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Pogoplug serves up tunes from repurposed iPod

Apr 9, 2010 — by Eric Brown — from the LinuxDevices Archive

Over on DeviceGuru, Rick Lehrbaum has published an article on how to turn Cloud Engines' Marvell SheevaPlug-based Pogoplug device into an iPod server. In addition to showing how to use the Linux-based device to gain remote web access to his iPod's music collection, the story explores UPnP sharing on the newly rev'd Pogoplug.

"I recently acquired an iPod Touch, and soon found myself with an 80GB iPod paperweight knocking around and collecting dust," Lehrbaum explains on his A/V-oriented technology site, DeviceGuru. "Then it hit me: why not use a Pogoplug as an iPod server, effectively filling my nifty new iPod Touch with 80GB of music whenever I have WiFi access!"

The Pogoplug that Lehrbaum refers to is arguably the most popular of the many devices that have adopted Marvell's 1.2GHz, wall-socket pluggable SheevaPlug Plug Computer reference design for network-attached storage and remote media access. Lehrbaum uses the new version of the Pogoplug (pictured), which was announced by Cloud Engines in November.

Although larger and costing $30 more than the original, at $130, the new Pogoplug moves from one USB port to four, and adds synchronization, UPnP multimedia sharing, and social networking integration features. Like the original, the device offers a gigabit Ethernet port.

As Lehrbaum explains in his generously illustrated article, the Pogoplug lets users remotely access the contents of USB-connected hard or flash drives over the Internet, using a browser-based interface. The device supports remote access from a PC, or via a free mobile app on a handheld device such as an Apple iPhone or iPod Touch. The pogoplug.com web service acts as a control point and conduit, writes Lehrbaum, "securely moving data bidirectionally between up to four Pogoplug-connected drives and one or more authorized Internet-connected computers or mobile devices."

Lehrbaum launched his PogoPod project by prepping an 80GB iPod Classic for use as an A/V fileserver, restoring its firmware and configuration to Apple's default factory settings, and configuring the device to be accessible as a USB drive. Then, he copied over 37GB of music to the device from an Ubuntu Linux-based PC.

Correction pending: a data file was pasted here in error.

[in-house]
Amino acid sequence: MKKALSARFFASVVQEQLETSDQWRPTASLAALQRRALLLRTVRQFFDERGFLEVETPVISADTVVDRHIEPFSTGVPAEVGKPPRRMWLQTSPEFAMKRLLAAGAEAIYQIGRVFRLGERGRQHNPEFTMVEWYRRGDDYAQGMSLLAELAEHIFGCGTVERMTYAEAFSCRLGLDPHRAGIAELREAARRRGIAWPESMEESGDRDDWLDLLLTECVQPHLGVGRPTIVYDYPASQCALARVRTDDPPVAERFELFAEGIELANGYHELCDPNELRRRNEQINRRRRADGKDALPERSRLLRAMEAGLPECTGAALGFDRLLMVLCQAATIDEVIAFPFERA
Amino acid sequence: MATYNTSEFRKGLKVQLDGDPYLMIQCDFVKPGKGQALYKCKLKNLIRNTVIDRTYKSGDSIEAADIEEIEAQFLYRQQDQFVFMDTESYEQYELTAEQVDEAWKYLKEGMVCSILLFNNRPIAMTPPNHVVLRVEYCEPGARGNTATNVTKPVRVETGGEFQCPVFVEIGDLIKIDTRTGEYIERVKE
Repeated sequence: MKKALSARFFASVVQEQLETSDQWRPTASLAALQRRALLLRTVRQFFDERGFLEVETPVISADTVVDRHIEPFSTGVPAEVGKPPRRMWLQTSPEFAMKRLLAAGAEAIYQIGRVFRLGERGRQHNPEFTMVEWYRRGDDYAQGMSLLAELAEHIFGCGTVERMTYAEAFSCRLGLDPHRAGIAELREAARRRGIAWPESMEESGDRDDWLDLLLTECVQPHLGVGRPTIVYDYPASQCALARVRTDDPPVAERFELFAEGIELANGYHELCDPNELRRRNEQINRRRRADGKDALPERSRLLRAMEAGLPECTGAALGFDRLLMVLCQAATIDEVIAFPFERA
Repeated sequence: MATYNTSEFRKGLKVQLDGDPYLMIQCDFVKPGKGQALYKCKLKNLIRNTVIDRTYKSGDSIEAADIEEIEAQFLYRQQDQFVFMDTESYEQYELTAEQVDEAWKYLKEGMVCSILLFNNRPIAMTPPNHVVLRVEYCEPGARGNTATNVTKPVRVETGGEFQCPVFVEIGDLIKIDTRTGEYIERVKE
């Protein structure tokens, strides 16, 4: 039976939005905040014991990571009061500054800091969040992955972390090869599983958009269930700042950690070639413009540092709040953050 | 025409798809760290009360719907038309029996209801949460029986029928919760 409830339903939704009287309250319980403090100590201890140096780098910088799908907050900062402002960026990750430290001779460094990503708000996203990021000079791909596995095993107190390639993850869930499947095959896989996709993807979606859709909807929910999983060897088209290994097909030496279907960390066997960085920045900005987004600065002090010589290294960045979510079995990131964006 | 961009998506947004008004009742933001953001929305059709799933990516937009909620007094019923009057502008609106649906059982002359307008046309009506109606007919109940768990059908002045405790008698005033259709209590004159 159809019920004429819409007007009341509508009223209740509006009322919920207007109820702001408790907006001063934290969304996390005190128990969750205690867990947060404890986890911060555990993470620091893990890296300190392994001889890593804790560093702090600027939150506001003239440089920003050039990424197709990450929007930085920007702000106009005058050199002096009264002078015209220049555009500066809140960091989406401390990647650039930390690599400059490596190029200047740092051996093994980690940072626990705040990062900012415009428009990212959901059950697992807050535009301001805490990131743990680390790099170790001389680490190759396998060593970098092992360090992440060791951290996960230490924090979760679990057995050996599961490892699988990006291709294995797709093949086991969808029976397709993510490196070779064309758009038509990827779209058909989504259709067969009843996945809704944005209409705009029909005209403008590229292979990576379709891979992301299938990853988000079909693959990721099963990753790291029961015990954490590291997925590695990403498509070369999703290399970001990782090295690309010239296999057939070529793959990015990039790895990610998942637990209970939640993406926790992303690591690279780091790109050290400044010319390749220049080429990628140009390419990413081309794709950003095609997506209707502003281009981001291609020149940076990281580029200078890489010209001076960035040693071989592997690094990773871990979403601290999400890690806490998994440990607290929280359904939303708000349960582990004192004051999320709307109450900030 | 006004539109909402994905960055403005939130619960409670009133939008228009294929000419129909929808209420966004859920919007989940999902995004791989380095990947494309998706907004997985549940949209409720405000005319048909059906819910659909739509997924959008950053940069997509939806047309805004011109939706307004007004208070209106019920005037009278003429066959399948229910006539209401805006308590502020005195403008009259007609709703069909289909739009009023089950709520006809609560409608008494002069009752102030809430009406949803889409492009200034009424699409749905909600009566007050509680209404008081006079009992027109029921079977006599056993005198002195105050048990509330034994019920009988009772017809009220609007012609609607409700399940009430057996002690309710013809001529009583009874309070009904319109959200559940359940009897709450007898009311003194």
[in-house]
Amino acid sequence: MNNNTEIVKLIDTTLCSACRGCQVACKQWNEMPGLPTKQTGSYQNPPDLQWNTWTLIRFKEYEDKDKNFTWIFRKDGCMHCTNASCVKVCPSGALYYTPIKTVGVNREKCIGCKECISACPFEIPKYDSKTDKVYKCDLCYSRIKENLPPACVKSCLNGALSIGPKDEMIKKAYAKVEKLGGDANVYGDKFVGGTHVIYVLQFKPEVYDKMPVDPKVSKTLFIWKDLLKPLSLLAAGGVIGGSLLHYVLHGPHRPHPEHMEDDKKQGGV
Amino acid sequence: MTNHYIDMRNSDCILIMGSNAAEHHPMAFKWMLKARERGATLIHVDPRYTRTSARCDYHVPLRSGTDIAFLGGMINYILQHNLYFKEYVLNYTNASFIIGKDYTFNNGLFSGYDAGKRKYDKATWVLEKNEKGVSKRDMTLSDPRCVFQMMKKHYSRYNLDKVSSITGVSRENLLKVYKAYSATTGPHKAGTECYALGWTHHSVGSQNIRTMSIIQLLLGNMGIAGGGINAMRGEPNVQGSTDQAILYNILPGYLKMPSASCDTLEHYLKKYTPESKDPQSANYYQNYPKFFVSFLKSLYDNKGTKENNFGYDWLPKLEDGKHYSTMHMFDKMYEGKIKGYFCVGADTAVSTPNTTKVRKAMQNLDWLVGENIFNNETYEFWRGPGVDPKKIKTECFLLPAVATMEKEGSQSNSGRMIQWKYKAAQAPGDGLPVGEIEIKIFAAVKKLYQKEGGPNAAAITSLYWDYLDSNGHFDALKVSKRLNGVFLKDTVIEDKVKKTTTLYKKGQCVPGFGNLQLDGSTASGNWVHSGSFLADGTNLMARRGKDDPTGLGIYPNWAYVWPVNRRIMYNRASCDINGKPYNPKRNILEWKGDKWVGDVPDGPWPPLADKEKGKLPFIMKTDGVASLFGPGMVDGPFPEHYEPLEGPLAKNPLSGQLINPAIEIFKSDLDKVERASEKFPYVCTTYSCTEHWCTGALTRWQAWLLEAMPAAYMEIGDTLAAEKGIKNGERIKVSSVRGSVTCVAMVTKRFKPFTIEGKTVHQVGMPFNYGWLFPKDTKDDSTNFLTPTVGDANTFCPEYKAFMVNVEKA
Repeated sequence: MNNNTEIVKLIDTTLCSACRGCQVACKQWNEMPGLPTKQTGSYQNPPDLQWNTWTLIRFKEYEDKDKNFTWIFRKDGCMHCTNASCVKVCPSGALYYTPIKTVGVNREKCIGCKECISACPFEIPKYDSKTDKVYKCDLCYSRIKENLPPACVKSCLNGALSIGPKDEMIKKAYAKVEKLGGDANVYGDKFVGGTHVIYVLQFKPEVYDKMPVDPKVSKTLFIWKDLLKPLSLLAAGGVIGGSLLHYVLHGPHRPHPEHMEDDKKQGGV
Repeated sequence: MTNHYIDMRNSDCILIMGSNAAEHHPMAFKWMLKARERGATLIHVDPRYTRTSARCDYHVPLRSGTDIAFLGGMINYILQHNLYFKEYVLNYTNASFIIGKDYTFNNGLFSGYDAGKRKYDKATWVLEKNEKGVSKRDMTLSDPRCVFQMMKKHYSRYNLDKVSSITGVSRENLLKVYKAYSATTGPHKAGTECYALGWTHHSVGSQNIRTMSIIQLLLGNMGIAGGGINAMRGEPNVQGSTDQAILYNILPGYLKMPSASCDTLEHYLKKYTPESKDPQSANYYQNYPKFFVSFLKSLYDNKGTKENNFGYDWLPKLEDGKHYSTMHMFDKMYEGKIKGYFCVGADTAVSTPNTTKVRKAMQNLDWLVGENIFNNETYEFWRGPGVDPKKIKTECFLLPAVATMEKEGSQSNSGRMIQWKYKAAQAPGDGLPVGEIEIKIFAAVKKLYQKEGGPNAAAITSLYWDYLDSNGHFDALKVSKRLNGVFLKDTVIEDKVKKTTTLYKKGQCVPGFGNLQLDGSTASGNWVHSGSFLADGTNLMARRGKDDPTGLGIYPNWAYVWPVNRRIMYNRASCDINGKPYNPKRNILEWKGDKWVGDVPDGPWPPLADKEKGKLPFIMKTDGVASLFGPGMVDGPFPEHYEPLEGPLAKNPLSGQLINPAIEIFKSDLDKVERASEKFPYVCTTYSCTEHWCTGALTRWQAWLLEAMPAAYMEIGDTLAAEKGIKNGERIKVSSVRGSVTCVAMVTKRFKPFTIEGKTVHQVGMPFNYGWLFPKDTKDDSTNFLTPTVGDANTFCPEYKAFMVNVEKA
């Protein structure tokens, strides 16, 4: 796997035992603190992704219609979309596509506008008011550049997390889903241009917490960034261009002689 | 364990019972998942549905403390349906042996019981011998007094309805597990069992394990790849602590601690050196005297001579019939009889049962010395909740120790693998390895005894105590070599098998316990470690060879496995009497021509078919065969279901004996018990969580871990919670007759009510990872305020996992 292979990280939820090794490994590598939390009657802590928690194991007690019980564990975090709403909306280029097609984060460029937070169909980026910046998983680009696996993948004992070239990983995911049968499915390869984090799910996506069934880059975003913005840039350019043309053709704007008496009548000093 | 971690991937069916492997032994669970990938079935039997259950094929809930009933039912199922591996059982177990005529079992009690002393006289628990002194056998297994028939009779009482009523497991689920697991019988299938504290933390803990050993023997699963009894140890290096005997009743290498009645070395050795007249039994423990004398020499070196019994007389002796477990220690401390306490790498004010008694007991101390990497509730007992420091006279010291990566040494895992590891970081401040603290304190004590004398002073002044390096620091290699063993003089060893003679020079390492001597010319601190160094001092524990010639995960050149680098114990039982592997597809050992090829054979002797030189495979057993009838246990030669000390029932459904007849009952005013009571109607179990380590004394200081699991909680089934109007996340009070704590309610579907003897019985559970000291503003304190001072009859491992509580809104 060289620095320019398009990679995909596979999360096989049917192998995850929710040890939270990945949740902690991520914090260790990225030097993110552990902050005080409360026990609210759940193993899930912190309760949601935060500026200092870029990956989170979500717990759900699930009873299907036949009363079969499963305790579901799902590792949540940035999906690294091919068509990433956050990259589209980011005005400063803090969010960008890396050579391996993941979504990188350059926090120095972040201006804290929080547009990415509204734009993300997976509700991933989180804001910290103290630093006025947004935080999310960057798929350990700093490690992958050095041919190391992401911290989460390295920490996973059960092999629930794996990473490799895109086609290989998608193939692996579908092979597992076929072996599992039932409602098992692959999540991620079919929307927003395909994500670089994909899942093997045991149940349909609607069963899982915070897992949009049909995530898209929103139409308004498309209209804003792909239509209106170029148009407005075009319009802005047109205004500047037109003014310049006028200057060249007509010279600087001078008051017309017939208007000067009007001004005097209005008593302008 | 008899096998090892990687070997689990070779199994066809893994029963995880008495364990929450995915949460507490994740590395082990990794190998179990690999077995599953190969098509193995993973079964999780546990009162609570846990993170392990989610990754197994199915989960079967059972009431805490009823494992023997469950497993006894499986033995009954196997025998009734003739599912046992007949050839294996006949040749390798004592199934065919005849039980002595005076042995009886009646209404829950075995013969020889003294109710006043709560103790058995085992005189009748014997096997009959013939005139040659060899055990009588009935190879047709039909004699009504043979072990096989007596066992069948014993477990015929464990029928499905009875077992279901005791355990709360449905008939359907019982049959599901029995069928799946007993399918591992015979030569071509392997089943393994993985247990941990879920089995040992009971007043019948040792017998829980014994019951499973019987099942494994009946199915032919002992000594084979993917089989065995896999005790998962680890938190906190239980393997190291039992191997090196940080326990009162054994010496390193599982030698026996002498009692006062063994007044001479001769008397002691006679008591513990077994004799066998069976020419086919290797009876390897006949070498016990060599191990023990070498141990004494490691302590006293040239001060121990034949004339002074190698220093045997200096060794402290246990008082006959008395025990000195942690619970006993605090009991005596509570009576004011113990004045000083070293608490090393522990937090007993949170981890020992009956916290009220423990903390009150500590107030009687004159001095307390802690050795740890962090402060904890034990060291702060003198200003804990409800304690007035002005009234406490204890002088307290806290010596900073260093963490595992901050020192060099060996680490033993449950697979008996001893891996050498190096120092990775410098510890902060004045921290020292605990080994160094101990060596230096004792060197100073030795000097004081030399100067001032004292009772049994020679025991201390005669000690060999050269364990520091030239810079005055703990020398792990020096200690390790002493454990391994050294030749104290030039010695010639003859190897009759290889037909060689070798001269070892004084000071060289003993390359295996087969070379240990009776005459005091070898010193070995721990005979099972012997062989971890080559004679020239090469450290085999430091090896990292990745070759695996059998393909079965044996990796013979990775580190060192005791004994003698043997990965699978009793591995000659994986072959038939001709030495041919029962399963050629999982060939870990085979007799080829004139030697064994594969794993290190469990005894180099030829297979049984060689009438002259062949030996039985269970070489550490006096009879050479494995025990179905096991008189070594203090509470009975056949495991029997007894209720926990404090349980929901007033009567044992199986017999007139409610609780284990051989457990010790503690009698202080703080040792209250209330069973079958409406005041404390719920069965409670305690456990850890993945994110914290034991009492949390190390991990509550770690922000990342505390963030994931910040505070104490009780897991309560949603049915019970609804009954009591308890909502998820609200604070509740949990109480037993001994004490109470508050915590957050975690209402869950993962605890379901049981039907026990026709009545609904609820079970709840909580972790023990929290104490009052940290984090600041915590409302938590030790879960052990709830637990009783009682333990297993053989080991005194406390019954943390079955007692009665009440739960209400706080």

Pogoplug + iPod = PogoPod

Source: DeviceGuru

Next, Lehrbaum connected the Pogoplug using the iPod's USB cable, and then plugged the Ethernet and AC power cables into the Pogoplug (see photo above). He then logged in to the Pogoplug.com web service.

The Pogoplug and its iPod "disk drive" were soon recognized by the service, which began indexing the files it finds on the iPod. All the files became remotely accessible, using the Pogoplug's web management tool. Lehrbaum found that he could also access the music from his iPod Touch using the free Pogoplug iPhone app.

He admits that the solution does not offer a very sophisticated music player, but it works, he says. Now he has access to his collection from any WiFi-enabled hotspot in the world.

Exploring the Pogoplug's new UPnP features

The story then investigates the features of the Pogoplug and the iPhone app, as well as the Pogoplug's new UPnP file sharing capabilities. Lehrbaum goes on to explain the ins and outs of UpnP sharing with both the PlugPlayer iPhone app and the Media Link Player Lite UPnP content-rendering app.

In January, Marvell announced a new version of its Plug Computer design that has yet to be adopted by Cloud Engines for the Pogoplug. The Plug Computer 3.0 adds WiFi, Bluetooth, and a built-in hard drive, and moves up to a new 2GHz Armada 300 version of its ARM-based Armada processors. 

Lehrbaum (pictured) has been called "the father of PC/104" for his early work at Ampro Computer on PC/104 embedded boards. He was also the founder and former editorial director of the DeviceForge family of sites, including LinuxDevices. He is no longer associated with the Ziff Davis Enterprise owned publications, having moved on to found DeviceGuru, among other pursuits.

Availability

The DeviceGuru story on the "PogoPod" may be found here.


This article was originally published on LinuxDevices.com and has been donated to the open source community by QuinStreet Inc. Please visit LinuxToday.com for up-to-date news and articles about Linux and open source.



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